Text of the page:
If the results show that you have renal cell carcinoma, your doctor will find out what stage it’s in, so you can decide on the best treatment options. The stage of cancer depends on how large your tumor is and whether the cancer has spread to other parts of your body. You may have tests to take a closer look inside your chest and belly, like:

  • Chest X-ray
  • CT scan
  • MRI, which uses powerful magnets and radio waves to make pictures of the inside of your body
  • Bone scan

 

Questions to Ask Your Doctor

  • What stage is my cancer? What does that mean for me?
  • Do I need any more tests?
  • Do I need to see any other doctors?
  • Have you ever treated this kind of cancer before?
  • What kinds of treatments are there? Which would you recommend?
  • How will those treatments make me feel?
  • When should I start treatment?
  • How will we know if it works?
  • What will my recovery be like?
  • What would you expect for me?
  • Are there any clinical trials I can sign up for?

Treatment

There are a few different ways doctors can treat renal cell carcinoma. You may need to try several before finding one that works. The best plan for you depends on the stage of your cancer, how healthy you are overall, and any side effects you might have. Your options may include:

  • Surgery to remove part or all of the kidney
  • Biologic drugs, which boost your body’s own defenses to fight cancer cells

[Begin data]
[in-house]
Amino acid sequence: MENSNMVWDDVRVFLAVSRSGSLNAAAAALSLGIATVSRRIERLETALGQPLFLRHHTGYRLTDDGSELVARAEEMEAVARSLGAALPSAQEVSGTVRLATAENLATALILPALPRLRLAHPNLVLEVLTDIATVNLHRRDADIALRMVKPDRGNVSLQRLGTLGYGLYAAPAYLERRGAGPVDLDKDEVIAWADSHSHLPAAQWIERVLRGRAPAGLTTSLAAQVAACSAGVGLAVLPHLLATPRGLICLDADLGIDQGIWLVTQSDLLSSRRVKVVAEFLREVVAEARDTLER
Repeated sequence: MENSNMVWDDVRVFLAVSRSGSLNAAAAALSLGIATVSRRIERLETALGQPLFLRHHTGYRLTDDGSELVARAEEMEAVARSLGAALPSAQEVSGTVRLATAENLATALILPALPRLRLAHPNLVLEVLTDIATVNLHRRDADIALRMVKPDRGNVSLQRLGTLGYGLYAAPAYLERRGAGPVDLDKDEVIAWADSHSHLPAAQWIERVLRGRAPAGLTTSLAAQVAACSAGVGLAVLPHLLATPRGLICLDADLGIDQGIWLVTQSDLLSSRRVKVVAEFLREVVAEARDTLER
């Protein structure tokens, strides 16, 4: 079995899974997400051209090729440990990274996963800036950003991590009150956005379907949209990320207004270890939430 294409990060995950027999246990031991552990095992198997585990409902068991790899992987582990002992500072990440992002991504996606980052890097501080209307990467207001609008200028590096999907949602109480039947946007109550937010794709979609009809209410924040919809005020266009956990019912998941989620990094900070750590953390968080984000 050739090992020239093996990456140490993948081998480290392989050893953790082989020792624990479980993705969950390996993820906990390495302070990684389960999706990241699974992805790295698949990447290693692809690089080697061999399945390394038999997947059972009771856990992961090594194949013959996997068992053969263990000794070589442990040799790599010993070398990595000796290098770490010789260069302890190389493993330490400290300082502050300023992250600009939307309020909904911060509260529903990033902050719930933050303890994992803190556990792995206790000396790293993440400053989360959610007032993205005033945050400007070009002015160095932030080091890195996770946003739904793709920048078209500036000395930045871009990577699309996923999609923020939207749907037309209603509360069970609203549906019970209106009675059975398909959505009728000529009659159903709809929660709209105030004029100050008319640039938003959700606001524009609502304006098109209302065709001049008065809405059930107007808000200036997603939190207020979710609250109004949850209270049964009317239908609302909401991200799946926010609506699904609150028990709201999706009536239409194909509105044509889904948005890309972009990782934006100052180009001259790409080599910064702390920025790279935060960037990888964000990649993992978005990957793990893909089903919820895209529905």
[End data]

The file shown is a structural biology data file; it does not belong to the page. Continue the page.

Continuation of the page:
• Drugs such as interferon-alfa or interleukin-2
  • Targeted therapy -- treatments that attack specific things cancers need to survive, like a tumor’s blood vessels or certain proteins; these include axitinib (Inlyta), bevacizumab (Avastin), cabozantinib (Cometriq), everolimus (Afinitor), lenvatinib (Lenvima), nivolumab (Opdivo), pazopanib (Votrient), sorafenib (Nexavar), sunitinib (Sutent), and temsirolimus (Torisel). 
  • Ablation. This uses extreme cold or radio waves to destroy tumors.

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Many kinds of cancer are treated with radiation or chemotherapy, or sometimes both. These treatments usually don’t work well for renal cell carcinoma. In some cases, your doctor may still prescribe them to ease your symptoms or if other treatments haven’t worked. Talk with her about these options and how they might make you feel.